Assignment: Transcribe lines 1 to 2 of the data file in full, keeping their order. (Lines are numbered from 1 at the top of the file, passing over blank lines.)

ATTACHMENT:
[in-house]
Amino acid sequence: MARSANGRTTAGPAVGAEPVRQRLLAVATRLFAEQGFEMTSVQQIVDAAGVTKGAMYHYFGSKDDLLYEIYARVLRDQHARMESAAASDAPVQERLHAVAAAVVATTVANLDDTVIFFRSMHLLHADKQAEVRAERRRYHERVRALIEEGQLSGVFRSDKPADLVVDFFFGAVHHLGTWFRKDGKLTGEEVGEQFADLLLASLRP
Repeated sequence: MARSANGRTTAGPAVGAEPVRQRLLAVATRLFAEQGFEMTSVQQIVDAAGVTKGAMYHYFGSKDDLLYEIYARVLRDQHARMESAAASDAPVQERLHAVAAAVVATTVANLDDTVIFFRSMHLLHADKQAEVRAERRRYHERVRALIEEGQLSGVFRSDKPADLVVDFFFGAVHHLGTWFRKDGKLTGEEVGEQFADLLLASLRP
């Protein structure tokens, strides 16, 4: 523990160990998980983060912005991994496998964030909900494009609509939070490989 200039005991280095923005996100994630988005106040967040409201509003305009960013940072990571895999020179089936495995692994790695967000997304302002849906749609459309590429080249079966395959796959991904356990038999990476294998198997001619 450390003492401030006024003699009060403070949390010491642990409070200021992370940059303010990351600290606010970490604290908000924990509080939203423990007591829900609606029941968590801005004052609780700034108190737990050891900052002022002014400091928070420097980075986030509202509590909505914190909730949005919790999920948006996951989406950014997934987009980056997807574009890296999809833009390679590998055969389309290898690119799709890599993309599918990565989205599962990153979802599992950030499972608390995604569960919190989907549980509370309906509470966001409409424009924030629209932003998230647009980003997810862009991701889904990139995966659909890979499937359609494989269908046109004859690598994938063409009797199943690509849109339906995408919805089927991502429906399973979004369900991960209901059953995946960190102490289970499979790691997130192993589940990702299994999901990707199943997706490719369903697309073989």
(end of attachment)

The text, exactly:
[in-house]
Amino acid sequence: MARSANGRTTAGPAVGAEPVRQRLLAVATRLFAEQGFEMTSVQQIVDAAGVTKGAMYHYFGSKDDLLYEIYARVLRDQHARMESAAASDAPVQERLHAVAAAVVATTVANLDDTVIFFRSMHLLHADKQAEVRAERRRYHERVRALIEEGQLSGVFRSDKPADLVVDFFFGAVHHLGTWFRKDGKLTGEEVGEQFADLLLASLRP